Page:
BOSTON (CBS) – For some commuters, the heat is more than an aggravation – it means transportation delays.
“A little more irritated than usual … because the heat has a way of making you frustrated,” said one commuter.
And extreme heat, slow trains and a crowded commute can lead to a lot of frustration. And this July has been Boston’s hottest to date.
“Due to extreme temperatures forecast for today and tomorrow, trains may travel slowly in some areas to reduce heat-related stress on the tracks,” the MBTA tweeted Tuesday.
Due to extreme temperatures forecast for today & tomorrow, trains may travel slowly in some areas to reduce heat-related stress on the tracks. We have crews stationed around the system to perform inspections and provide additional assistance. Learn more: https://t.co/dBUIQQ24tm pic.twitter.com/aMV985FcV7
— MBTA (@MBTA) July 30, 2019
What is this “heat-related stress” that’s making you late for work?
According to Keolis, which operates the commuter rail, the reason for the heat-related speed restriction is to prevent train derailments. The steel tracks expand in hot weather and shrink in cold weather, so ties on the tracks keep them from shifting. However, the combination of very hot weather and vibrations from trains means the rails can buck their ties and shift suddenly – what is known as a “heat kink.” These kinks – a curve in the rails or sudden movement in the track – can cause train derailments.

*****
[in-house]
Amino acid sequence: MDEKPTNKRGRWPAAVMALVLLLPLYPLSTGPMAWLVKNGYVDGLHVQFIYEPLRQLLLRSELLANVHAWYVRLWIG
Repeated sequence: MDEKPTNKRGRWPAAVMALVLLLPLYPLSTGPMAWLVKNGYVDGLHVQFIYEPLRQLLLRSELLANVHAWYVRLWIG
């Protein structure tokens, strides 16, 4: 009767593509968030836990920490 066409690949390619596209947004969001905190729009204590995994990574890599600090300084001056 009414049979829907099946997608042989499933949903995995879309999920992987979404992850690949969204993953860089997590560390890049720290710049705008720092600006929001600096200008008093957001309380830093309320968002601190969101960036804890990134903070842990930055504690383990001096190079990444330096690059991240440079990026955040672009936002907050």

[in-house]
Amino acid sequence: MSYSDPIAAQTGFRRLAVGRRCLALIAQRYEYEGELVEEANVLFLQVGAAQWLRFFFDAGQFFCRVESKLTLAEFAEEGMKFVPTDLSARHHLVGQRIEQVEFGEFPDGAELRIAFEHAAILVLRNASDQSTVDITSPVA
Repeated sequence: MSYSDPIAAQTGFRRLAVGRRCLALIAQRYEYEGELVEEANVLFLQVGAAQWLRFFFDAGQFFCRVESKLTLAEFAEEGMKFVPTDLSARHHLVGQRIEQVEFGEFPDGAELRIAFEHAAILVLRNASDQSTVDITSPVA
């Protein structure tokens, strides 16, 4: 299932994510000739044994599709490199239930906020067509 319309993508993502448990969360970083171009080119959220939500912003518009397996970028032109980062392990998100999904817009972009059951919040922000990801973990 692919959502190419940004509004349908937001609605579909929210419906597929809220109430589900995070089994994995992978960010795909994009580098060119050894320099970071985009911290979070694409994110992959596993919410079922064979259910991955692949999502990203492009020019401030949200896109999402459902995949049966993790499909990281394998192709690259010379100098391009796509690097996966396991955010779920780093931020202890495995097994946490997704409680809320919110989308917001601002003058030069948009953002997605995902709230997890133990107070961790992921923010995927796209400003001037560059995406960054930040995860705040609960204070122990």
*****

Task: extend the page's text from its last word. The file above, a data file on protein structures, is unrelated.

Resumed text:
“Speed restrictions mitigate the risk to operate over a heat kink as it gives more time for the engineer to react and it will also limit the heat added to the tracks caused by the friction of the speeding train,” the MBTA said.
The MBTA will have crews performing track inspections during the heatwave to look for problems on the tracks.
Amtrak has reported at least one heat-stressed track in the Forest Hills area that had to be closed for repairs.
As a result of high heat, the Amtrak Heat Team identified a stressed rail on Track 3 at Plains Interlocking in the Forest Hills area. This track is owned by Amtrak. They have shut it down until repairs can be made
— MBTA Commuter Rail (@MBTA_CR) July 30, 2019
Wires that power some trains, trolleys and buses are another concern. These wires can expand and sag in the heat, so MBTA crews were working to prevent low-hanging wires.
One rider said the delay added about five minutes to her commute.
“It wasn’t affecting my line that much – maybe by five minutes or so, but not too much,” said Mary Tseng, of West Roxbury.